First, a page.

Esther’s Blog: When govern­ments fail, peaceful civil diso­be­dience is of crucial impor­tance for a healthy democracy

5 July 2023

Last Friday, on 1 July, the Netherlands commemorated and celebrated Keti Koti, the abolition of slavery. The Netherlands had been guilty of slavery for decades, and therefore a crime against humanity. Slavery was formally abolished in Suriname and the Caribbean part of the Kingdom of the Netherlands on 1 July 1863. However, this was not so in practice: enslaved people were still forced to continue working as such for another decade. So, for many people the real date on which slavery was abolished is in fact 1 July 1873. This crime against humanity still affects all layers of our society today. Not only in the form of institutional racism from the government, but also in the many forms of everyday racism that are still painfully real in many tiers of Dutch society.

Not only were the apologies offered by King Willem-Alexander during last week’s commemorative event a fundamental and necessary step in coming to terms with the country’s past; he also asked for forgiveness for the role played in this by his own ancestors. He said: “The system of slavery is illustrative of the injustice of the legal system during this period in history. World War II taught us that you cannot hide behind laws to the extreme. At some point, you cannot ignore your moral duty to take concrete action.”

This is a lesson we should never forget. Fighting injustice is and will always be of crucial importance, particularly when this is not easy. Actions like these will help us process our past and build a healthy future together.

Esther Ouwehand with colleague Sylvana Simons listen to the king apologize for the role played by the Netherlands in slavery.

Stop investing in injustice

Last month, the team at the Party for the Animals put out various calls asking people to stop investing in the destruction of our planet, animal suffering and the violation of human rights. One of these was to table a package of proposals to abolish fossil fuel subsidies. Even today, big polluters such as Shell are receiving financial support and benefits from the government. Tens of billions in government grants are used to finance the polluting aviation, shipping and manufacturing industries, which effectively means that tens of billions that could be used for the benefit of society are being spent on the destruction of our future. It’s time to change that! The polluters should not be paid; they themselves should be paying! If the government adopts our proposals, we will move closer to meeting climate targets and freeing up billions to invest in a healthy future instead of giving this money to polluters.

On top of this, €400 billion in agricultural subsidies have been spent at European level in the past seven years. In practice, this equates direct investments in animal suffering, an unhealthy living environment and the destruction of nature. Again, the Party for the Animals says: abolish these grants and invest this money in healthy agriculture, in which no animals are exploited. As it stands today, government subsidies are mainly lining the pockets of agribusinesses, while farmers themselves are not benefiting from them. A healthy future for farmers can only be realised by adopting a green agricultural system, without the exploitation of nature, soil, water and animals.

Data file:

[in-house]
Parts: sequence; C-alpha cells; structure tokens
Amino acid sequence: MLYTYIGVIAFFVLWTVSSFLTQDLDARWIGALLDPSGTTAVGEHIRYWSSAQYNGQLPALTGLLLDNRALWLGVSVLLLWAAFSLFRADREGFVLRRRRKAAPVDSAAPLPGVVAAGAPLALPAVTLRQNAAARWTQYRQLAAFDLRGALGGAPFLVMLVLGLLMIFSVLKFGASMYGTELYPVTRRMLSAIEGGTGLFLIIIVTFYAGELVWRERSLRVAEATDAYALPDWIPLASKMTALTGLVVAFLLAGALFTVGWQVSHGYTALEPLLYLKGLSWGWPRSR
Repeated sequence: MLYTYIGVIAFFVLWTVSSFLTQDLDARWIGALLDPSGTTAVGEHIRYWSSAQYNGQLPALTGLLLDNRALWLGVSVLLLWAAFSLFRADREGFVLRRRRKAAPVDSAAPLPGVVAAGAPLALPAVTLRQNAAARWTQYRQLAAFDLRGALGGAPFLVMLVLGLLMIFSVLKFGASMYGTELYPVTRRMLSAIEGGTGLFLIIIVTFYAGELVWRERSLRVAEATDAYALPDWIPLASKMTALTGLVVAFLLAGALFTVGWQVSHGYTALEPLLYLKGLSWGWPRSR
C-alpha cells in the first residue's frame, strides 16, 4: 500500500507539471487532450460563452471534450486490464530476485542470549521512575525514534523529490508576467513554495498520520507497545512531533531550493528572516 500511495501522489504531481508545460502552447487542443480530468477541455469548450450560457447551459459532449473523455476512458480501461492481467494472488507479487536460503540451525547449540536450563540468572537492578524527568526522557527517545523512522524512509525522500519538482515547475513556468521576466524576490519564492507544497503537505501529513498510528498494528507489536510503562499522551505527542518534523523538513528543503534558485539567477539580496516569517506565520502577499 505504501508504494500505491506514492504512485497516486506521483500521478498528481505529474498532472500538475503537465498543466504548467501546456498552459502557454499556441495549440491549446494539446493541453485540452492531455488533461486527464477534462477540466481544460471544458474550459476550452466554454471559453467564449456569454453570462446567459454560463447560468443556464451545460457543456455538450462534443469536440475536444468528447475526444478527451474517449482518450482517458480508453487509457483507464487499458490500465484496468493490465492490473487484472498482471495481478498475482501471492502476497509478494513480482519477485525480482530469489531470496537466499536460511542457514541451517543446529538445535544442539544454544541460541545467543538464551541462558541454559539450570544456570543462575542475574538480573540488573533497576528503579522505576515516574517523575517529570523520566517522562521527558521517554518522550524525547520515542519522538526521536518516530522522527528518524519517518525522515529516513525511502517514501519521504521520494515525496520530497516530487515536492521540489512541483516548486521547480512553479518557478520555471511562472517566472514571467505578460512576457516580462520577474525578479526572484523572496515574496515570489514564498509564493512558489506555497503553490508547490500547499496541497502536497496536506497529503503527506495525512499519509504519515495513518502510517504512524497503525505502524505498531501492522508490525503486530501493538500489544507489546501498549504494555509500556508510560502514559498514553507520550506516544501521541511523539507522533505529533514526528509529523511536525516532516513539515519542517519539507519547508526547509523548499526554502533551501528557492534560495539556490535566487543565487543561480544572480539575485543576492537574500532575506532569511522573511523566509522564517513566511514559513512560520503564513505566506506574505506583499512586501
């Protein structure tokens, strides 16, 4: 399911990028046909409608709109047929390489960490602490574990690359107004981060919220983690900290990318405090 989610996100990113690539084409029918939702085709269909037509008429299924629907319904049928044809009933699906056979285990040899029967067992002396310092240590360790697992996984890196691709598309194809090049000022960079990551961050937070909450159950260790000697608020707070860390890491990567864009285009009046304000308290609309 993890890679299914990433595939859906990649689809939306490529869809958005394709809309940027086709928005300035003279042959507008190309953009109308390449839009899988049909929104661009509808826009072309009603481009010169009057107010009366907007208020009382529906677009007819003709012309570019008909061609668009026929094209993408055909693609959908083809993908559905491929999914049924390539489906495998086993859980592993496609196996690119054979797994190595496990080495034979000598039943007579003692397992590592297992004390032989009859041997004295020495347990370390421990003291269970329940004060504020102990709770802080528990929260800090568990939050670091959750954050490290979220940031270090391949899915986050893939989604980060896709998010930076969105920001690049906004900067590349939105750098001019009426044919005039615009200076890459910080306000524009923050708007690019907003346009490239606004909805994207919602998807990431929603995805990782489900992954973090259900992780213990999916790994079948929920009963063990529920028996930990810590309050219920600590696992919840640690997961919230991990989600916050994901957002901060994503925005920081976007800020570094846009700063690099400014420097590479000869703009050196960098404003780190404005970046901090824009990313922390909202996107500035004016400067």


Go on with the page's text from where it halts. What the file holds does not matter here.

However, last month marked a breakthrough in the European Parliament. On the initiative of the Party for the Animals, the Parliament voted in favour of measures to combat animal suffering in the clothing industry. The European Commission will be required to start banning animal-unfriendly practices, such as the use of fur, down plucked from living birds, kangaroo leather, angora wool and wool from mistreated merino sheep. The European Parliament also wants the clothing industry, which is currently a huge source of waste and serious pollution, to become more ecologically friendly and circular. Finally, parliament put out a call addressing the abominable working conditions in this industry. All over the world, the human rights of clothing industry workers are being violated and these people are subjected to sub-human conditions. It is our moral duty to change that.

Positive change is imminent

More and more people are starting to realise that the current situation is unsustainable, and that change is necessary to keep our planet liveable for humans and animals. And that change is imminent. But, just like all major revolutions in history, we see that change is always accompanied by turbulence. The moment change is imminent, the establishment does all it can to defend its financial interests. It is therefore important that we continue to speak out for and work towards a healthy, just future. That we continue to require our governments to defend the public interest, rather than the interests of big privately owned companies.

People all over the world are therefore taking to the streets, actively demonstrating to stop the destruction of our planet, for which movements such as Extinction Rebellion sometimes engage in peaceful civil disobedience. History has shown that peaceful civil disobedience is an essential part of a healthy democracy if the current government of a given state refuses to protect fundamental rights. And that is exactly what is happening today. So, to all those who are doing their bit against the climate crisis, against nature destruction, against human and animal rights violations: your battle is our battle.

Cheers, and until next month!

Esther Ouwehand
Political Leader of the Dutch Party for the Animals